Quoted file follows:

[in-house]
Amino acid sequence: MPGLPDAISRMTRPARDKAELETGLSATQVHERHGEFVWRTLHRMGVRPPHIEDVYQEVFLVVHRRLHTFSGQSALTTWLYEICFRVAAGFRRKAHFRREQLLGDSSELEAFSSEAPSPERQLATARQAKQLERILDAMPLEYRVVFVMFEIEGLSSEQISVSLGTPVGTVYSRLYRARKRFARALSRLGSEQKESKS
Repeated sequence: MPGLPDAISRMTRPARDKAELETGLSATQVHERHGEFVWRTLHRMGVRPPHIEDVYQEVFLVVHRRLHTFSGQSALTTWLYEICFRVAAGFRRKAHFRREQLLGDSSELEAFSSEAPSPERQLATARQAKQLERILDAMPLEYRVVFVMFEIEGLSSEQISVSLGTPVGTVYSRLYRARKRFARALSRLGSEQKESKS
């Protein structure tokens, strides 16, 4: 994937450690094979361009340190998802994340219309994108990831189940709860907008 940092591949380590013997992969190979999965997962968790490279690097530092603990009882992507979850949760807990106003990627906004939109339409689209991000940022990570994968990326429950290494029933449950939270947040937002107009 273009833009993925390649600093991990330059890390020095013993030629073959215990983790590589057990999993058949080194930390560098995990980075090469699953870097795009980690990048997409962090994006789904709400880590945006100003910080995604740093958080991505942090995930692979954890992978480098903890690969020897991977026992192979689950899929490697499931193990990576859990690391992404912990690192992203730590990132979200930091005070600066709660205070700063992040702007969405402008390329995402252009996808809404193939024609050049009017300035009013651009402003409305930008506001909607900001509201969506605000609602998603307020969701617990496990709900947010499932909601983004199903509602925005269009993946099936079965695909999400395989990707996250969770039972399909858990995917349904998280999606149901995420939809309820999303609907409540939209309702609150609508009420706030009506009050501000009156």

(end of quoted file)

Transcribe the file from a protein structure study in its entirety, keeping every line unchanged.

[in-house]
Amino acid sequence: MPGLPDAISRMTRPARDKAELETGLSATQVHERHGEFVWRTLHRMGVRPPHIEDVYQEVFLVVHRRLHTFSGQSALTTWLYEICFRVAAGFRRKAHFRREQLLGDSSELEAFSSEAPSPERQLATARQAKQLERILDAMPLEYRVVFVMFEIEGLSSEQISVSLGTPVGTVYSRLYRARKRFARALSRLGSEQKESKS
Repeated sequence: MPGLPDAISRMTRPARDKAELETGLSATQVHERHGEFVWRTLHRMGVRPPHIEDVYQEVFLVVHRRLHTFSGQSALTTWLYEICFRVAAGFRRKAHFRREQLLGDSSELEAFSSEAPSPERQLATARQAKQLERILDAMPLEYRVVFVMFEIEGLSSEQISVSLGTPVGTVYSRLYRARKRFARALSRLGSEQKESKS
């Protein structure tokens, strides 16, 4: 994937450690094979361009340190998802994340219309994108990831189940709860907008 940092591949380590013997992969190979999965997962968790490279690097530092603990009882992507979850949760807990106003990627906004939109339409689209991000940022990570994968990326429950290494029933449950939270947040937002107009 273009833009993925390649600093991990330059890390020095013993030629073959215990983790590589057990999993058949080194930390560098995990980075090469699953870097795009980690990048997409962090994006789904709400880590945006100003910080995604740093958080991505942090995930692979954890992978480098903890690969020897991977026992192979689950899929490697499931193990990576859990690391992404912990690192992203730590990132979200930091005070600066709660205070700063992040702007969405402008390329995402252009996808809404193939024609050049009017300035009013651009402003409305930008506001909607900001509201969506605000609602998603307020969701617990496990709900947010499932909601983004199903509602925005269009993946099936079965695909999400395989990707996250969770039972399909858990995917349904998280999606149901995420939809309820999303609907409540939209309702609150609508009420706030009506009050501000009156």